OCBC said to be exploring redevelopment of iconic Chulia Street property

Citi Commercial Pte Ltd

OCBC is said to be exploring a redevelopment of its Chulia Street property, which sits on more than 120,000 square feet of land in Singapore’s central business district.

The Business Times understands that the bank put out a request for proposals last year to find a property consultant to help it identify a potential partner to carry out a redevelopment of the property. BT understands JLL has been appointed for the job.

Banks are barred from engaging in property development under Singapore’s current banking regulatory framework, observers have noted. OCBC would probably have to transfer the Chulia Street property to a partner that will redevelop it. After the project is completed, the partner would then transfer the asset back to OCBC.

This would be similar to what the bank did for the redevelopment of its Specialists’ Centre and Hotel Phoenix site in Orchard Road about a decade ago.

BT understands that a possible redevelopment plan being considered for the Chulia Street asset includes office, retail and hospitality components.

Tapping URA incentive scheme

Market observers suggest that the redevelopment of OCBC’s Chulia Street property could take place under the Urban Redevelopment Authority’s (URA) Strategic Development Incentive (SDI) scheme.

Located in Singapore’s financial district, the landmark OCBC Centre, designed by renowned architect IM Pei and completed in 1976, comprises a 50-storey tower and a carpark block (with six storeys and two basement levels). OCBC’s head office is located in the tower.

The bank went on to develop two extensions: OCBC Centre South, a seven-storey building with a basement completed in 1985, and the 15-storey OCBC Centre East, completed in 1996.

“If the bank decides to conserve OCBC Centre, it is likely to be given more incentives by the authorities,” said a developer.

“However, a complete redevelopment of all three buildings will allow greater efficiency, such as providing larger office floors of about 30,000 sq ft. This would better suit big occupiers, including OCBC itself and potential office tenants for the remaining offices in the redevelopment scheme.”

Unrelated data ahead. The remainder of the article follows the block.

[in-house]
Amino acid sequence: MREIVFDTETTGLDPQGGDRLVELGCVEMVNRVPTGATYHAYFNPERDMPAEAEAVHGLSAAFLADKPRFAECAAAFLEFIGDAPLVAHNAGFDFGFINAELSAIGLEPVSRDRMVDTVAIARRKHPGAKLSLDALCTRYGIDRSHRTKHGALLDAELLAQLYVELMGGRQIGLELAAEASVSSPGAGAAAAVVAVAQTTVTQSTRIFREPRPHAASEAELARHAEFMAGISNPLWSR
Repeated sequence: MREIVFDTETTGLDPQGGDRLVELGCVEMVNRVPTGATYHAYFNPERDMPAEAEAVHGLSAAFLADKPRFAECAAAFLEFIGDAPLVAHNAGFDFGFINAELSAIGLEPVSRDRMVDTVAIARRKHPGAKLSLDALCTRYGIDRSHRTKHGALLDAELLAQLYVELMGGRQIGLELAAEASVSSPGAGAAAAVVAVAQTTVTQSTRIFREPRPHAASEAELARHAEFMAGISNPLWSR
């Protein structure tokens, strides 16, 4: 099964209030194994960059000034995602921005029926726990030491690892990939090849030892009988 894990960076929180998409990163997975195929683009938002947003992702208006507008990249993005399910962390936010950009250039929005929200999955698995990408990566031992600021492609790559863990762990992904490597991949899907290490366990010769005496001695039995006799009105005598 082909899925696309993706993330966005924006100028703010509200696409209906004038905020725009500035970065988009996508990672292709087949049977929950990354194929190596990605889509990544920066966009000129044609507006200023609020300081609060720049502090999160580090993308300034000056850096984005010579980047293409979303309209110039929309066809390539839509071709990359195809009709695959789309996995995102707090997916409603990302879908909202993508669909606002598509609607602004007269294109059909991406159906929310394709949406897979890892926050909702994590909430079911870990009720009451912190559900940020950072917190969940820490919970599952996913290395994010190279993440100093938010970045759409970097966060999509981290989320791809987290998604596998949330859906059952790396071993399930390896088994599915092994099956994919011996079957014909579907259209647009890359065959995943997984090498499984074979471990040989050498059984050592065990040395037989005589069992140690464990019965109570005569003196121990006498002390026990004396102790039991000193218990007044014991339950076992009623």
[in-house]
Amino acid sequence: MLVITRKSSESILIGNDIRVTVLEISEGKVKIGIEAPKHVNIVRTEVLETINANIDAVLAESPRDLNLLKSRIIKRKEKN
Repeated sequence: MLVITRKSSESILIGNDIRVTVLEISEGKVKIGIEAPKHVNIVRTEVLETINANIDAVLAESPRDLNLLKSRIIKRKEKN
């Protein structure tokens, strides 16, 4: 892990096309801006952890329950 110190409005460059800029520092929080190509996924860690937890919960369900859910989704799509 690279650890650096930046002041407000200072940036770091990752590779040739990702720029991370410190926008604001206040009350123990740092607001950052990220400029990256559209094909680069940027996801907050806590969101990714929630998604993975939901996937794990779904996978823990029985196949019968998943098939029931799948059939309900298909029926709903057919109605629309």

While banks here are barred from undertaking property development, they may hold properties for investment purposes. However, the aggregate value of the permitted property holdings is limited to 20 per cent of a bank’s capital funds. Certain properties, such as those used for the bank’s business premises, are excluded from this limit.

When completed 48 years ago, OCBC Centre, at 201 metres, was the tallest building in South-east Asia. The tower, flanked by two rounded concrete cores, was designed in the Brutalist architectural style, favouring minimalist construction.

The bank and various departments are said to occupy slightly more than half of OCBC Centre. Chinese restaurant Peach Garden is on Level 33 of the tower, while another restaurant, Beng Thin Hoon Kee, occupies part of Level 5 of the carpark block.

OCBC Centre South is occupied by OCBC Securities and other bank departments.

Tenants in OCBC Centre East include flexible-space operator JustCo and Starbucks. The building also houses some of the bank’s departments.

The OCBC Chulia Street asset spans more than 20 land lots, comprising private land and sites bought from the state, including at government land sales. The combined site has quadruple frontages on Chulia Street/South Canal Road, Synagogue Street, Church Street and Phillip Street.

Uplifting the area

A redevelopment of the asset would help uplift the locale, which sits almost at the edge of the CBD, making it a suitable candidate for the SDI scheme, say observers.

Introduced in 2019, the scheme aims to spur owners of adjacent commercial or mixed-use developments with predominantly commercial uses in strategic areas to join forces and comprehensively redevelop their properties into innovative projects that would positively transform the surrounding urban environment. Eligible building owners and developers may seek a higher plot ratio (the ratio of maximum gross floor area to site area) as well as flexibility on land use and use quantum, and building height.

The eligibility criteria may be waived if the proposed redevelopment has a “positive impact beyond the confines of a single site, to contribute to the rejuvenation of the larger street block or precinct”, URA has said.

Under the Master Plan 2019, OCBC’s Chulia Street assets are predominantly on land zoned for commercial use with an 8.4 plot ratio. The exception is a plot at the corner of South Canal Road and Synagogue Street (where a Henry Moore sculpture is located); that has been zoned as open space.

In 2010, OCBC entered into a licence and development agreement with United Engineers (UE), for UE to redevelop the former Specialists’ Centre and Hotel Phoenix into a hotel-and-retail mall project now named Orchard Gateway, which is next to Somerset MRT station.

UE set up two fully owned special-purpose vehicles (SPVs) to undertake the development of Orchard Gateway, including the glass overhead bridge and underground pass linking Orchard Gateway to Great Eastern Life’s project diagonally opposite, at 218 Orchard Road.

Under the arrangement, UE arranged for sufficient financing to complete the project.

In 2014, after the Orchard Gateway project was completed, OCBC bought the entire issued share capital and outstanding shareholder loans in the two SPVs from UE.

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